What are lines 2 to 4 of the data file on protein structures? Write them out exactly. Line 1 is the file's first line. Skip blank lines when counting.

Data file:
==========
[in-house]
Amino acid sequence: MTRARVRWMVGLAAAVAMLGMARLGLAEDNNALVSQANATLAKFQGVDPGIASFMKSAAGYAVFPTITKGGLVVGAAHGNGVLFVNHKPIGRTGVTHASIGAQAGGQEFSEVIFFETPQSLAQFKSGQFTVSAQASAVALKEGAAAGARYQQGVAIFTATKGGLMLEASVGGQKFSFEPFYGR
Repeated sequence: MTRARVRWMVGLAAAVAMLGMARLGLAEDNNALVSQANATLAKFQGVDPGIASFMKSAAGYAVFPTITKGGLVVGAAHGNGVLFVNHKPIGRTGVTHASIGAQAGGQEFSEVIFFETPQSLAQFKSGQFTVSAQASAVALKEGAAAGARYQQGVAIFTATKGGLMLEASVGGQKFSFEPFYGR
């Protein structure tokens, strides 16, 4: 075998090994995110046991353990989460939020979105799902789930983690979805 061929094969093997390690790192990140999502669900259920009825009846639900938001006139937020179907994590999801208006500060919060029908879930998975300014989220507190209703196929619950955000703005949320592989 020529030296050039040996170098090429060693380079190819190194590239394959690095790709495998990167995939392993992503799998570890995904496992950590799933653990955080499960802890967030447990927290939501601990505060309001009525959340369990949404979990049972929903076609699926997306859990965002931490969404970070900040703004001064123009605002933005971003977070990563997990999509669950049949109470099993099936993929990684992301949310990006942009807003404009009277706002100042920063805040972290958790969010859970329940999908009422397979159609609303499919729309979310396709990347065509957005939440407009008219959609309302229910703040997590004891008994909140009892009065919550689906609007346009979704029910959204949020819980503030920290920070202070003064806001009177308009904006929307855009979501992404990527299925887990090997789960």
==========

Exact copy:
Amino acid sequence: MTRARVRWMVGLAAAVAMLGMARLGLAEDNNALVSQANATLAKFQGVDPGIASFMKSAAGYAVFPTITKGGLVVGAAHGNGVLFVNHKPIGRTGVTHASIGAQAGGQEFSEVIFFETPQSLAQFKSGQFTVSAQASAVALKEGAAAGARYQQGVAIFTATKGGLMLEASVGGQKFSFEPFYGR
Repeated sequence: MTRARVRWMVGLAAAVAMLGMARLGLAEDNNALVSQANATLAKFQGVDPGIASFMKSAAGYAVFPTITKGGLVVGAAHGNGVLFVNHKPIGRTGVTHASIGAQAGGQEFSEVIFFETPQSLAQFKSGQFTVSAQASAVALKEGAAAGARYQQGVAIFTATKGGLMLEASVGGQKFSFEPFYGR
């Protein structure tokens, strides 16, 4: 075998090994995110046991353990989460939020979105799902789930983690979805 061929094969093997390690790192990140999502669900259920009825009846639900938001006139937020179907994590999801208006500060919060029908879930998975300014989220507190209703196929619950955000703005949320592989 020529030296050039040996170098090429060693380079190819190194590239394959690095790709495998990167995939392993992503799998570890995904496992950590799933653990955080499960802890967030447990927290939501601990505060309001009525959340369990949404979990049972929903076609699926997306859990965002931490969404970070900040703004001064123009605002933005971003977070990563997990999509669950049949109470099993099936993929990684992301949310990006942009807003404009009277706002100042920063805040972290958790969010859970329940999908009422397979159609609303499919729309979310396709990347065509957005939440407009008219959609309302229910703040997590004891008994909140009892009065919550689906609007346009979704029910959204949020819980503030920290920070202070003064806001009177308009904006929307855009979501992404990527299925887990090997789960």